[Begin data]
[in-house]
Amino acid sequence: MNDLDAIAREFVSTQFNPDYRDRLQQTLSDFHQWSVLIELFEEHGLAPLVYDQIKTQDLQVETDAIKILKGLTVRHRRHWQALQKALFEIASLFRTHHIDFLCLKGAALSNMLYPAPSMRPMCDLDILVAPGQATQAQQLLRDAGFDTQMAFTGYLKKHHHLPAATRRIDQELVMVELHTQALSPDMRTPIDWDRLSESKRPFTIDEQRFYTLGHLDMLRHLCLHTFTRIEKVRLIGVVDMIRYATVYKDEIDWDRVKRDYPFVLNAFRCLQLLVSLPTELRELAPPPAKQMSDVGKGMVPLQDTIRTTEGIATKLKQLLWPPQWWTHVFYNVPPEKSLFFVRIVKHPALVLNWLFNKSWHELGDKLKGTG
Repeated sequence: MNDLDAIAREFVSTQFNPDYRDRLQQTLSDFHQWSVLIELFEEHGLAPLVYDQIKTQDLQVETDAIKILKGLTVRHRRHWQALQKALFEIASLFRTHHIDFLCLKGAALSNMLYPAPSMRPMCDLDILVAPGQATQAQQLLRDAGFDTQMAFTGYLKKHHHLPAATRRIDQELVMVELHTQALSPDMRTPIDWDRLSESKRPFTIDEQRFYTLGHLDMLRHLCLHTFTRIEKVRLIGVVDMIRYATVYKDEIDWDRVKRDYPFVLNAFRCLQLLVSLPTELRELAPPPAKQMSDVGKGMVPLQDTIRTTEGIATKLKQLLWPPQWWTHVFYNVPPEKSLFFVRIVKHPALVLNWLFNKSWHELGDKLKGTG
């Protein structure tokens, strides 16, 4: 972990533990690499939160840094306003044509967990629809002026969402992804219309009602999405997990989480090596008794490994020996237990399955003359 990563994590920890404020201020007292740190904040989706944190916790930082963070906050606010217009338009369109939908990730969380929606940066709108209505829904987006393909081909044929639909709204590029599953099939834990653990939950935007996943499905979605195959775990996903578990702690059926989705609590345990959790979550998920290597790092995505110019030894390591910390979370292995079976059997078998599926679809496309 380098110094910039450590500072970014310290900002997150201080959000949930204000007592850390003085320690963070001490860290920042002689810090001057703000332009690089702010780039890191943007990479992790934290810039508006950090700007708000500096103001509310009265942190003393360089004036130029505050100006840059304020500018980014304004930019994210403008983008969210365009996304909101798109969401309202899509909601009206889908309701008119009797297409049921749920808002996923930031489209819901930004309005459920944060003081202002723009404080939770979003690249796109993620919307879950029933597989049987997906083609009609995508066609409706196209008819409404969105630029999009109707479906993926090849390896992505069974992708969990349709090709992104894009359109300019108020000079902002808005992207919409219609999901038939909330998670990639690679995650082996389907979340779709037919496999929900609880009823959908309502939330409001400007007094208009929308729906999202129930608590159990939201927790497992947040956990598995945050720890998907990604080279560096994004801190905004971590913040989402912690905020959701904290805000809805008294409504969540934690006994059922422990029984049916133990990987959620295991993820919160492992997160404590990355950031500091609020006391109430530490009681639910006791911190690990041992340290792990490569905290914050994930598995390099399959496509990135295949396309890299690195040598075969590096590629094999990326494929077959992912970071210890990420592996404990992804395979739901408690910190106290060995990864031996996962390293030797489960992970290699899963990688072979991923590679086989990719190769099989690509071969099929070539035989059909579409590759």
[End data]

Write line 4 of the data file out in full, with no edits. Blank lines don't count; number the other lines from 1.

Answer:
């Protein structure tokens, strides 16, 4: 972990533990690499939160840094306003044509967990629809002026969402992804219309009602999405997990989480090596008794490994020996237990399955003359 990563994590920890404020201020007292740190904040989706944190916790930082963070906050606010217009338009369109939908990730969380929606940066709108209505829904987006393909081909044929639909709204590029599953099939834990653990939950935007996943499905979605195959775990996903578990702690059926989705609590345990959790979550998920290597790092995505110019030894390591910390979370292995079976059997078998599926679809496309 380098110094910039450590500072970014310290900002997150201080959000949930204000007592850390003085320690963070001490860290920042002689810090001057703000332009690089702010780039890191943007990479992790934290810039508006950090700007708000500096103001509310009265942190003393360089004036130029505050100006840059304020500018980014304004930019994210403008983008969210365009996304909101798109969401309202899509909601009206889908309701008119009797297409049921749920808002996923930031489209819901930004309005459920944060003081202002723009404080939770979003690249796109993620919307879950029933597989049987997906083609009609995508066609409706196209008819409404969105630029999009109707479906993926090849390896992505069974992708969990349709090709992104894009359109300019108020000079902002808005992207919409219609999901038939909330998670990639690679995650082996389907979340779709037919496999929900609880009823959908309502939330409001400007007094208009929308729906999202129930608590159990939201927790497992947040956990598995945050720890998907990604080279560096994004801190905004971590913040989402912690905020959701904290805000809805008294409504969540934690006994059922422990029984049916133990990987959620295991993820919160492992997160404590990355950031500091609020006391109430530490009681639910006791911190690990041992340290792990490569905290914050994930598995390099399959496509990135295949396309890299690195040598075969590096590629094999990326494929077959992912970071210890990420592996404990992804395979739901408690910190106290060995990864031996996962390293030797489960992970290699899963990688072979991923590679086989990719190769099989690509071969099929070539035989059909579409590759």